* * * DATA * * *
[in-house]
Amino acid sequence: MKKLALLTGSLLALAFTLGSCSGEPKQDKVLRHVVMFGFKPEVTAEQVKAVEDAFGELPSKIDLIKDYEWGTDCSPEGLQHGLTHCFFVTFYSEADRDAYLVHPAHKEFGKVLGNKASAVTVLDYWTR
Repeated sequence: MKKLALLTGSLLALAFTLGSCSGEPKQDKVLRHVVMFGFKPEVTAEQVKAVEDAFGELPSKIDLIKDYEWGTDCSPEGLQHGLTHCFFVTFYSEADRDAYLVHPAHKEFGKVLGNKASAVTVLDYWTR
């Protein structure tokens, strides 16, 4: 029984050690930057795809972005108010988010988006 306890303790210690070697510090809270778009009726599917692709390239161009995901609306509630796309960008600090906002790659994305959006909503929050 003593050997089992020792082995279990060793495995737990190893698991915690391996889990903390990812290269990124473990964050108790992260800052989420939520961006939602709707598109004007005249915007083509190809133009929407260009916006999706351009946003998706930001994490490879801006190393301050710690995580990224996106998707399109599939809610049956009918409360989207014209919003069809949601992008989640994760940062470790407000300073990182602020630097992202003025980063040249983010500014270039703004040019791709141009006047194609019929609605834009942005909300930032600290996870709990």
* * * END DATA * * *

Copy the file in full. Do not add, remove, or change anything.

[in-house]
Amino acid sequence: MKKLALLTGSLLALAFTLGSCSGEPKQDKVLRHVVMFGFKPEVTAEQVKAVEDAFGELPSKIDLIKDYEWGTDCSPEGLQHGLTHCFFVTFYSEADRDAYLVHPAHKEFGKVLGNKASAVTVLDYWTR
Repeated sequence: MKKLALLTGSLLALAFTLGSCSGEPKQDKVLRHVVMFGFKPEVTAEQVKAVEDAFGELPSKIDLIKDYEWGTDCSPEGLQHGLTHCFFVTFYSEADRDAYLVHPAHKEFGKVLGNKASAVTVLDYWTR
């Protein structure tokens, strides 16, 4: 029984050690930057795809972005108010988010988006 306890303790210690070697510090809270778009009726599917692709390239161009995901609306509630796309960008600090906002790659994305959006909503929050 003593050997089992020792082995279990060793495995737990190893698991915690391996889990903390990812290269990124473990964050108790992260800052989420939520961006939602709707598109004007005249915007083509190809133009929407260009916006999706351009946003998706930001994490490879801006190393301050710690995580990224996106998707399109599939809610049956009918409360989207014209919003069809949601992008989640994760940062470790407000300073990182602020630097992202003025980063040249983010500014270039703004040019791709141009006047194609019929609605834009942005909300930032600290996870709990």